I write this a day before the police funeral for Tampa Master Police Officer Jesse Madsen who was killed when he intentionally veered his patrol car head-on into a wrong-way drunk driver traveling at 100 mph on an interstate, saving countless lives in his final action as a law enforcement officer.
In the process of daily research on the law enforcement institution trying feverishly to perform duties while being bashed by naysayers and their fiction-based anti-police harangue, I come across scores of poignant police news depicting reality-based scenarios of cops getting down and dirty to chalk-up more saves (and apprehensions, too).
While some locales eagerly and recklessly move to defund the police, police service still ensues. And that serves as a win-win for citizens and the cops who stand up for them when times get tumultuous.
The following encapsulates cops saving a man who wandered from a group home and found himself at the basin of a rocky cliff and icy terrain, seemingly immobile in unforgiving inclement conditions. And his status would’ve worsened if it were not for several cops slogging knee-deep in chilly flowing water…ultimately saving a life from perilous circumstances in an unforgiving landscape.
From the Sweet Buffalo site: “At around 4:30 p.m. [on March 13, 2021], officers were dispatched to the area of 810 Union Road in West Seneca to help locate an 18-year-old male who had just left a nearby New York State group home residence. Responding officers familiar with the individual and his affinity for water checked the area […] and found that he had fallen around 20 feet down a steep embankment and into the creek, suffering leg and back injuries and unable to get out. Several officers and fire districts including the Water Rescue Team responded and were able to get the male out and to safety.”
(Photo credit FBNY.)
According to post-incident reports I found, the rescued male was also treated for hypothermia, and a fire department official requested for the involved police officers to be “rehabbed.”
And the beat goes on, even for off-duty cops.
A brief audio/video excerpt illustrating the rescue was published by Fire Buff NY. Despite a pretty steep drop and public safety personnel bearing the wet/icy waters, the save was made.
In somewhat similar fashion on Saturday, one of Snellville’s Finest found himself decompressing while riding home after going off duty (such a fairy tale), bit his down time was a tad short-lived because, well, duty calls.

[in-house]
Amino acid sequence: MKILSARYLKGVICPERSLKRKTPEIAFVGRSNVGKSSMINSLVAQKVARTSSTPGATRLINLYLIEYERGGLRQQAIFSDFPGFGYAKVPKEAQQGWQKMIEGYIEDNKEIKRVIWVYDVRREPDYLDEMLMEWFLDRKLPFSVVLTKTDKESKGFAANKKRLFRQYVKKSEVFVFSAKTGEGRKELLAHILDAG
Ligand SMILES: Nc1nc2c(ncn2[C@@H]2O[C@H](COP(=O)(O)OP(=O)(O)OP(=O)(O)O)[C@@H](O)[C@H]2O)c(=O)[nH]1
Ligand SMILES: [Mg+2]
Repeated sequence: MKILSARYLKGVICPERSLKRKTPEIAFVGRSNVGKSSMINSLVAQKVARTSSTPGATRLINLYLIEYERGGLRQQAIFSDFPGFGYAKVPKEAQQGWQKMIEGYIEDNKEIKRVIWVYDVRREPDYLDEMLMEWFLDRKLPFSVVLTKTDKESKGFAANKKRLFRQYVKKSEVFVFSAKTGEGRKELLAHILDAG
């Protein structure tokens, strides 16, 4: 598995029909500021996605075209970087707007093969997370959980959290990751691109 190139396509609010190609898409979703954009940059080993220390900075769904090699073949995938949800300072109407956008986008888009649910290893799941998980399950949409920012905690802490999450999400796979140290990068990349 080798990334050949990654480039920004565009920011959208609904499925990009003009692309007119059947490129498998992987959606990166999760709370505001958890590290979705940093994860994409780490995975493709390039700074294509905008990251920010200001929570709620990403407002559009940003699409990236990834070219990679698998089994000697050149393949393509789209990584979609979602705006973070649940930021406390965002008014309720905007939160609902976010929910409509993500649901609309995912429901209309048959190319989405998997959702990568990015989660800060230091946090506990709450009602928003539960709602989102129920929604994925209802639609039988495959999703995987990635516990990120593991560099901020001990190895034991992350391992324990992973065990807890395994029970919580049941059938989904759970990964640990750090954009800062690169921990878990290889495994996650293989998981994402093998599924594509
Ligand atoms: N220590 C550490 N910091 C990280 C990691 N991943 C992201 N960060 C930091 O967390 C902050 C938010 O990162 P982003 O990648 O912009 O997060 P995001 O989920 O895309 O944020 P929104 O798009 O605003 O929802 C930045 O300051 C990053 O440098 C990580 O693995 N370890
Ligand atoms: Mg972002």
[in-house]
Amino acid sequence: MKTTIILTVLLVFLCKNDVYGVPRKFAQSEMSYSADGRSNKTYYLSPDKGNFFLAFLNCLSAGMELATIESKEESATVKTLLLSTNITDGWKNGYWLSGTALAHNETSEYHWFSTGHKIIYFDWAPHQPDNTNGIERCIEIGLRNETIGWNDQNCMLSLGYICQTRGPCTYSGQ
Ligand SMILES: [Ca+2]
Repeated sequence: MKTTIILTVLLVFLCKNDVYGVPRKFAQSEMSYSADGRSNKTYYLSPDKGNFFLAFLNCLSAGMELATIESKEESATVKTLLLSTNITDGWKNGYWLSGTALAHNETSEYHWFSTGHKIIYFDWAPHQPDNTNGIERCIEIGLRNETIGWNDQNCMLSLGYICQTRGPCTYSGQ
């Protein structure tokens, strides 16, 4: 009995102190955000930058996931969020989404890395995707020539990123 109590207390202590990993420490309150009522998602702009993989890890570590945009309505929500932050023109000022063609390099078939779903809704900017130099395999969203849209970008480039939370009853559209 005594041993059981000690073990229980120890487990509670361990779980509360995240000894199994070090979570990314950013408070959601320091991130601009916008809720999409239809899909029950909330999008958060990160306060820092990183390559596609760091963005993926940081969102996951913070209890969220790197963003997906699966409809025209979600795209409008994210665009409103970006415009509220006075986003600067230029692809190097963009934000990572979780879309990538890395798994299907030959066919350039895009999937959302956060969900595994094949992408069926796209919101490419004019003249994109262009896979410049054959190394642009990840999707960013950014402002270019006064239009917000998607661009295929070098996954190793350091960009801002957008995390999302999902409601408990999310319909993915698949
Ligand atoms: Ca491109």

Per Snellville PD administration: “It was a wet and muddy morning for Mr. David Clendening and Ofc. A. Devries last Saturday. Ofc. Devries was on his way home, a little after 7 a.m., after working his patrol shift. The officer was flagged down by Mr. Clendening on SR81 in Walton County. Mr. Clendening advised Ofc. Devries that there was a vehicle overturned in a creek, and the driver was trapped inside. The two heard screaming from inside the vehicle. Ofc. Devries and Mr. Clendening immediately entered the water, and Ofc. Devries was able to break the window. The two were able to remove the man from inside the vehicle and bring him up the bank. The man told Ofc. Devries and Mr. Clendening that he had been trapped in the vehicle overnight.”
(Photo courtesy of the Snellville, Georgia police department.)
In a follow-up to this save, the freed driver was medically checked, Mr. Clendening is being considered for the PD’s civilian heroism award, and Ofc. Devries had a muddy uniform to launder. I suspect a life-saving award is coming his way, deservedly so.
In yet another heart-grabbing life-saving episode involving law enforcement professionals, a young suicidal man’s life was met with redemption and a chance to turn it all around, thanks to an especially compassionate LEO whose sister succeeded in taking her life years prior. Give a look/listen:
A commenter who viewed the video involving Orange County Sheriff’s Office Sgt. Anthony Shea and his colleagues embracing that distraught young man on a rainy and gloomy day shared the following heartfelt experience, also involving a LEO and a life pulled from the brink: